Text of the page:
No Temperature Rise After Seeing Fertile Cervical Mucus? Here's Why.

Usually, a temperature rise on a body basal temperature chart indicated ovulation.
Usually, a temperature rise on a body basal temperature chart indicates ovulation. But a small percentage of women ovulate but still do not see this rise in temperature.. iStockPhoto

A reader asks: "I get days of fertile cervical mucus, but I don't get a sustained rise in temperature on my body basal temperature chart. Instead, my temperature seems to be all over the place. Does this mean I'm not really ovulating?"

Answer:

Usually, fertile cervical mucus - a watery to raw egg-white like vaginal discharge - will precede ovulation. If you're charting your body basal temperature, and ovulation occurred, you'd expect to see a sustained +temperature rise within a few days of seeing your most fertile cervical mucus.

If you don't seem to get a temperature rise at all, it could be for a few different reasons.

Possibility #1: You May Not Be Ovulating

It could be that you're not ovulating. While fertile quality cervical mucus can warn you that ovulation is coming, so you can time sex for pregnancy, it doesn't confirm that ovulation actually took place. You can have fertile quality cervical mucus, but not ovulate.

This is more likely the case if you also have irregular menstrual cycles, or extra short or long menstrual cycles.

Possibility #2: You May Not Be Charting Your Temperatures Carefully

When charting your body basal temperature, you need to be meticulous about taking your temperature at about the same time every morning - including the weekends - and doing so before you even get up to use the bathroom.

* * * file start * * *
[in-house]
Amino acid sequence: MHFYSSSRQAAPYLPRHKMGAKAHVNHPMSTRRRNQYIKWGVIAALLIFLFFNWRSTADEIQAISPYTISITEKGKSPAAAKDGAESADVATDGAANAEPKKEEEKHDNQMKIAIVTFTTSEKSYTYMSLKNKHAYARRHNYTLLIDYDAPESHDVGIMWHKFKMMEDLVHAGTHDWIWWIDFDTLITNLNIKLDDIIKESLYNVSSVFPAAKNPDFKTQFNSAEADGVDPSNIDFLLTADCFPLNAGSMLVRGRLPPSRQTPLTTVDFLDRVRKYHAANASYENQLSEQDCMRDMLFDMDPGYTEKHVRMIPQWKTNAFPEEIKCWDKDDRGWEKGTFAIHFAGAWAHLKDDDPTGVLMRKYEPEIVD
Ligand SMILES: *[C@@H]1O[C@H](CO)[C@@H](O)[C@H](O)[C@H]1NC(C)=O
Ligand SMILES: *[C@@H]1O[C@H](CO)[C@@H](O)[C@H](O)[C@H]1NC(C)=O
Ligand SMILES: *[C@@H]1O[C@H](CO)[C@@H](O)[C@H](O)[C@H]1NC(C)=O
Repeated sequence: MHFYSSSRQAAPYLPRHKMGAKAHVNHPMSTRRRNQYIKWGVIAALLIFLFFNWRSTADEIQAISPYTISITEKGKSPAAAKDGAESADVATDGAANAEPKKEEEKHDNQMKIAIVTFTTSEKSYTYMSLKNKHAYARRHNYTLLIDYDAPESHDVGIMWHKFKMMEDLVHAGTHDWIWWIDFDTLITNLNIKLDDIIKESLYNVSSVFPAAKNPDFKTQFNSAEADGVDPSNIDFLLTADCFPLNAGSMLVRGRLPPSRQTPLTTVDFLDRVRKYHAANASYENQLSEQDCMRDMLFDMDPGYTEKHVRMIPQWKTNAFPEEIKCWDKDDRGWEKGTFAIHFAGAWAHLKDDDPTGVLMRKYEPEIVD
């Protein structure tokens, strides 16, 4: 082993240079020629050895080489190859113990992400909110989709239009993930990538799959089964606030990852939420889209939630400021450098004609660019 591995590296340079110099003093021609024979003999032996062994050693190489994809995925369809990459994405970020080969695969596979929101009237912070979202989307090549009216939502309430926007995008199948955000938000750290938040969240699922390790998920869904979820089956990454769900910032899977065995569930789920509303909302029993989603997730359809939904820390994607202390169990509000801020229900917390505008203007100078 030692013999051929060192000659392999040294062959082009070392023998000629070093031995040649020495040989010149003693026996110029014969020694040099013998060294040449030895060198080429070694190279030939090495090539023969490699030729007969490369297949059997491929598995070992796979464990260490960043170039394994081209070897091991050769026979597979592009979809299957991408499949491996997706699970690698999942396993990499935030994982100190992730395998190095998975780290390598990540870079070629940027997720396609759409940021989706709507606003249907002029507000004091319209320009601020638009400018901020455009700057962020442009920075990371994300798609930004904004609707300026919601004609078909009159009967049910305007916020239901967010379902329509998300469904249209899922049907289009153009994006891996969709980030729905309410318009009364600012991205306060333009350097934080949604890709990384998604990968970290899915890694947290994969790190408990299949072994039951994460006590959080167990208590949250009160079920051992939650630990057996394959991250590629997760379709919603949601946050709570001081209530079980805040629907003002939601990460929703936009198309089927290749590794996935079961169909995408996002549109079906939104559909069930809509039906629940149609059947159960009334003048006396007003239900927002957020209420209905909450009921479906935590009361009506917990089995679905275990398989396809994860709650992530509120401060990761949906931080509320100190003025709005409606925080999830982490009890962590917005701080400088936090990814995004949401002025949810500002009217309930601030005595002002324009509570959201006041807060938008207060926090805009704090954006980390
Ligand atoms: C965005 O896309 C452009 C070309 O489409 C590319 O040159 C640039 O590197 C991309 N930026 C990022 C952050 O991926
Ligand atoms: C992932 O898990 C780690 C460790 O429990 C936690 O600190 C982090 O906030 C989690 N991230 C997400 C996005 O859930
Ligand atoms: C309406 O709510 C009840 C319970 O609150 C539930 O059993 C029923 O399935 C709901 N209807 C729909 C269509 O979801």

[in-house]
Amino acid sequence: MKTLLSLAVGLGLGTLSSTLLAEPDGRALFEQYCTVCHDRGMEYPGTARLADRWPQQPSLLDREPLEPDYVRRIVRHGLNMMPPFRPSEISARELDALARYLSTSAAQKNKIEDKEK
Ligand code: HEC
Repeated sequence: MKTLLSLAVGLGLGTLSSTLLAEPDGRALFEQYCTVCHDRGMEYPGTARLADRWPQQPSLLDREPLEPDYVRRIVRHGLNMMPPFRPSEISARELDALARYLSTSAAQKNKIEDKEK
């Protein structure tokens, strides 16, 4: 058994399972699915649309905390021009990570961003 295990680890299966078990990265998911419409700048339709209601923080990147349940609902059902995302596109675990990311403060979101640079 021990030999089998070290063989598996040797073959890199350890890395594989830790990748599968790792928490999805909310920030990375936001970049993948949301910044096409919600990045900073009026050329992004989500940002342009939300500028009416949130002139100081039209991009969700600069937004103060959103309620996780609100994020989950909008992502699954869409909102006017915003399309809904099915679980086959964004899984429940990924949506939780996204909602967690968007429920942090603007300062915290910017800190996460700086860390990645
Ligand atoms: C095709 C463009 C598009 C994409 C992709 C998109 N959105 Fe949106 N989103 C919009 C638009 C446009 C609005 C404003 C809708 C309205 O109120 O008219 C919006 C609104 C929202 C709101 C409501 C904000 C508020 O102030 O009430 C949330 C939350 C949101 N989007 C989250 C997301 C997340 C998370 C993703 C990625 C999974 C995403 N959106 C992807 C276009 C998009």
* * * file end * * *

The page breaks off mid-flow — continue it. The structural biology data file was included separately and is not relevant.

Also, if your sleep schedules are not consistent, maybe because you work nights or have very young children that you care for throughout the night, that can also throw off your temperatures.

Possibility #3: You May Be Part of the Small Percentage of Women Who Do Not Get a Temperature Rise

While most women will have a small rise in their body basal temperature after ovulation, there is a small percentage of women who do not get one.

You may be one of them!

In that case, the only way to know if you're ovulating is to have ultrasound confirmation that ovulation is taking place(or your doctor may order a blood test during what would be your two-week wait) to check for progesterone levels. (Progesterone levels should be higher during the two-week wait if ovulation took place.)

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